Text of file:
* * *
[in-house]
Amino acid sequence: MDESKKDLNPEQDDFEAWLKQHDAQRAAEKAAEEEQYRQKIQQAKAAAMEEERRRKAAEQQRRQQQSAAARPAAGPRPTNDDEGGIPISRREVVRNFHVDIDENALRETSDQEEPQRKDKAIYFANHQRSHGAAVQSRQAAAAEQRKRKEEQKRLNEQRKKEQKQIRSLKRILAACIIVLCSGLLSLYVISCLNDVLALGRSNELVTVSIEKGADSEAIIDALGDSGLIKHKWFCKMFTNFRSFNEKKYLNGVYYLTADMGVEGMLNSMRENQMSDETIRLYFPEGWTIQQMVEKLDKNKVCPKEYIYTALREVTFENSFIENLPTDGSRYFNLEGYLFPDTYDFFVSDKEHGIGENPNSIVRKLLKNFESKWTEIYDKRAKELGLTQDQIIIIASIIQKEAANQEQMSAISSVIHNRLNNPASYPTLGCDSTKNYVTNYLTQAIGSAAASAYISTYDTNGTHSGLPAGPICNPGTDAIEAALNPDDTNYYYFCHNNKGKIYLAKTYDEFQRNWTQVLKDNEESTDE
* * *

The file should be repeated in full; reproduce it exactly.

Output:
[in-house]
Amino acid sequence: MDESKKDLNPEQDDFEAWLKQHDAQRAAEKAAEEEQYRQKIQQAKAAAMEEERRRKAAEQQRRQQQSAAARPAAGPRPTNDDEGGIPISRREVVRNFHVDIDENALRETSDQEEPQRKDKAIYFANHQRSHGAAVQSRQAAAAEQRKRKEEQKRLNEQRKKEQKQIRSLKRILAACIIVLCSGLLSLYVISCLNDVLALGRSNELVTVSIEKGADSEAIIDALGDSGLIKHKWFCKMFTNFRSFNEKKYLNGVYYLTADMGVEGMLNSMRENQMSDETIRLYFPEGWTIQQMVEKLDKNKVCPKEYIYTALREVTFENSFIENLPTDGSRYFNLEGYLFPDTYDFFVSDKEHGIGENPNSIVRKLLKNFESKWTEIYDKRAKELGLTQDQIIIIASIIQKEAANQEQMSAISSVIHNRLNNPASYPTLGCDSTKNYVTNYLTQAIGSAAASAYISTYDTNGTHSGLPAGPICNPGTDAIEAALNPDDTNYYYFCHNNKGKIYLAKTYDEFQRNWTQVLKDNEESTDE